When I got my medical news, on that first day, I spent some time enacting not only one but also maybe all of these below the line mindsets. For example, I tried to tell my mom everything was going to be totally fine, being really strong for her (hero). I found fault with the way the doctor delivered the information (villain). I certainly had my own internal dialogue and focus going on even when people were explaining a series of important things to me while I was at the hospital. And if I’m being really real about it, there was almost an indulgence on my part on the amount of immediate, sympathetic attention this diagnosis brought on (victim).
All of these things crossed my mind on that day. I played into all three of these roles, speed-round style.
I had to ask, what did any of this accomplish? Is being a victim and existing in a woe-is-me mindset helpful? Is that good for my kids to be around? Does getting angry and playing the villain help? I can’t really control the situation by simply telling my mom that it will all be fine and acting confident about it in the absence of work or changes that need to be made. It was a very emotional day, and I could see by the end of it that I didn’t like how all that energy was making me feel. I was exhausted. All the worry and pity that people had in their eyes when they spoke to me actually made me more anxious.
So, I willed myself to move my thinking above the line. Here’s what I mean:
I was able to shift my thinking fairly quickly. Now, I’m not going to pretend that I had above the line thinking all day long, every day, for the better part of last year. But I also can’t express how much this lesson in leadership helped me. I began to see my doctors and nurses as my allies. I acknowledged control of my body and my mind and took 100 percent responsibility for the disease.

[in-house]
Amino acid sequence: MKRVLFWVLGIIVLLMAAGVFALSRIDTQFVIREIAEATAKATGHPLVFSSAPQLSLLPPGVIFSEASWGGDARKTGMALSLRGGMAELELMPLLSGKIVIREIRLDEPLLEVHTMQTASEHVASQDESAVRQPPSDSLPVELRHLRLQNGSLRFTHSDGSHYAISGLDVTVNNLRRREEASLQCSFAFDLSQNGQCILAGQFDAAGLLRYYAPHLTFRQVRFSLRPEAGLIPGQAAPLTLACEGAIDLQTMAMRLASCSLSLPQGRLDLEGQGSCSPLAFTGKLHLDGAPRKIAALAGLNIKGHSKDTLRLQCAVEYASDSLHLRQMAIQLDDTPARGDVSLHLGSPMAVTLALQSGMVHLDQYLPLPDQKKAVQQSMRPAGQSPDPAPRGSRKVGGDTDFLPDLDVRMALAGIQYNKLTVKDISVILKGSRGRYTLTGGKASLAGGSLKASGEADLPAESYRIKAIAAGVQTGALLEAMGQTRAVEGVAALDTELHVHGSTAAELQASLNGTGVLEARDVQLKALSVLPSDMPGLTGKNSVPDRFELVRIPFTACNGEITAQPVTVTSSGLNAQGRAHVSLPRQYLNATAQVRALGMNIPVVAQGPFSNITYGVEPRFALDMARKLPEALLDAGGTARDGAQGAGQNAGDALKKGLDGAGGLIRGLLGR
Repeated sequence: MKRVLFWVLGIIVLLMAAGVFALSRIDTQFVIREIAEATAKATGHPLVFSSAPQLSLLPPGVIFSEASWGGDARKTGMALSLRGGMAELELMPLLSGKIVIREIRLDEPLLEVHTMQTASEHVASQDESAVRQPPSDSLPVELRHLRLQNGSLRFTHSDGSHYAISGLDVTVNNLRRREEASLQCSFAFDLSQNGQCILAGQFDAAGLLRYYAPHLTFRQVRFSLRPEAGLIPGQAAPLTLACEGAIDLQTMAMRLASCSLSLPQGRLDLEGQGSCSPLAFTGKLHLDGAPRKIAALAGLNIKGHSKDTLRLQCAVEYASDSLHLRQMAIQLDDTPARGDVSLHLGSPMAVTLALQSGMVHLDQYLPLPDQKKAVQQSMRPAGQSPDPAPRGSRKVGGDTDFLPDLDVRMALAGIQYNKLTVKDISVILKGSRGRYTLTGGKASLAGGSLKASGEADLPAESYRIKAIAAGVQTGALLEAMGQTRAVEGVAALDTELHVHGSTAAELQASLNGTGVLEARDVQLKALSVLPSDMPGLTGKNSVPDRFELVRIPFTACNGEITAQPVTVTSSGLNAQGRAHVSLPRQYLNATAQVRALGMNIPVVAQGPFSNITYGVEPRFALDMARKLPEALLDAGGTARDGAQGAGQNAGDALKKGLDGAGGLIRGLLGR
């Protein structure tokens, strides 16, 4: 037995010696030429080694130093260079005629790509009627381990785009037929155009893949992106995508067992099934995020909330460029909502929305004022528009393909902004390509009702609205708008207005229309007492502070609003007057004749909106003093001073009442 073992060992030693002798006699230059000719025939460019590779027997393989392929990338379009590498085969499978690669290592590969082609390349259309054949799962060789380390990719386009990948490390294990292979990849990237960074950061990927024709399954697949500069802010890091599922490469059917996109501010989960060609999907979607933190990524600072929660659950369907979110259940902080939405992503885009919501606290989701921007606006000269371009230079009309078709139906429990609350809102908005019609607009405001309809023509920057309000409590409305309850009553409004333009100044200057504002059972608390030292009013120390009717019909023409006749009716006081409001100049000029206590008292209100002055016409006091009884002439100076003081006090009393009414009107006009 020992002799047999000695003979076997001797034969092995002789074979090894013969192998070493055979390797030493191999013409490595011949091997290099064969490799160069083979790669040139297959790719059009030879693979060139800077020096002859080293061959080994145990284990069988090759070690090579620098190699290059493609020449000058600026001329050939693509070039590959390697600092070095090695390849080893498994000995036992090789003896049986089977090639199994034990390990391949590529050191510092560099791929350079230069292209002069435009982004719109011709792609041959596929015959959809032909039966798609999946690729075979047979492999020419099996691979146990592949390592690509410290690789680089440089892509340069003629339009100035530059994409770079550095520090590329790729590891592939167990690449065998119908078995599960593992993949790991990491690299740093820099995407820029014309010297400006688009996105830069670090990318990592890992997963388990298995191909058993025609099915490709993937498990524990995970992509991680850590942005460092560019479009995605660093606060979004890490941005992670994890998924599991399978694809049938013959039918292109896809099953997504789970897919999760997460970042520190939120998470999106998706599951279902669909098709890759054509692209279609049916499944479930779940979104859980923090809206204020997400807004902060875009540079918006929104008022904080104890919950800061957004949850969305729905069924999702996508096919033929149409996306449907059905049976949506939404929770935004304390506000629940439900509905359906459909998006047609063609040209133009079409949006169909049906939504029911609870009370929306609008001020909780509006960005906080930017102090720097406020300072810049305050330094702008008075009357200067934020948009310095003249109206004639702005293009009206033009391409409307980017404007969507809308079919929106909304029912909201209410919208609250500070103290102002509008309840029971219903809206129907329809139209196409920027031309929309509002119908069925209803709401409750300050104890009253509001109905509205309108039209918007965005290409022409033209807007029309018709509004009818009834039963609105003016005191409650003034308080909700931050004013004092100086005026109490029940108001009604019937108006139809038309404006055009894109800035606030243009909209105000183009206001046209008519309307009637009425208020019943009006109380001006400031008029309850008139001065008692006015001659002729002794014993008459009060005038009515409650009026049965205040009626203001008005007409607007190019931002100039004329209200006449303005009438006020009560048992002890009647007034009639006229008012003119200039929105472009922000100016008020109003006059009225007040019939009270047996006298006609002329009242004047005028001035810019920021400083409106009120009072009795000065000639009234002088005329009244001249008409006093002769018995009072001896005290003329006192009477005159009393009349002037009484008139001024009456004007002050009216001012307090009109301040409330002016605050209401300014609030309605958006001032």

I got curious. What could I learn from this situation? What positive outcomes could I extract from it? Well, one positive outcome was that a legion of family members got tested for Lynch. And many of them, including my brother, cousin and several uncles, were all found to have Lynch Syndrome. Now they will be closely monitored and screened, saving their lives or, at the very least, extending them by many years.
I shifted away from feeling that I was entitled to a healthy body and toward commitment to see how I might do so much more to optimize my health, wellness and state of mind. I was able to let go (on most days) of a belief that I had a small amount of time left to live with my sons, husband, family, and friends. I became more willing to accept that I truly have enough of everything, including connection, appreciation and love—that I am a fulfilled person.
A few weeks ago I had my one-year CT scan. Some small spots showed up on my liver and lungs. If I had not received this training from FoodState and not been actively focused on trying to exist above the line for the better part of a year there are a lot of unproductive ways I might have reacted.
I might have lost sleep worrying that my boys will grow up without a mother; or that my husband will have to raise them on his own or be lonely. I might have worried about how we could possibly make things work financially with me out of work, or dead. I could have been so emotional and distracted that I couldn’t do my job while the doctors investigated the results or I could have started eating or drinking in unhealthy ways to deal with the stress.
But I didn’t do any of those things. I sat tight and waited for more information. I honored my rhythms for rest and renewal. I played with my kids. I planned a fun vacation with my family and friends. I felt all the expected feelings but I didn’t give them all of my power. I felt them and then I let them go.
I am happy to say that after some further testing they pronounced the new masses benign—this in spite of my Lynch Syndrome. There was nothing to worry about at all. I am so happy I didn’t waste my time or energy worrying. Something I enjoy the most about my job at FoodState is that our mission is to improve lives and inspire others with our great brands. Above the line thinking isn’t just a philosophy about work. It’s about my life.
If you are interested in learning more about Above the Line/Below the Line thinking and how it can impact your company in a positive way, or if you want to learn more about Lynch Syndrome, reach out to me at firstname.lastname@example.org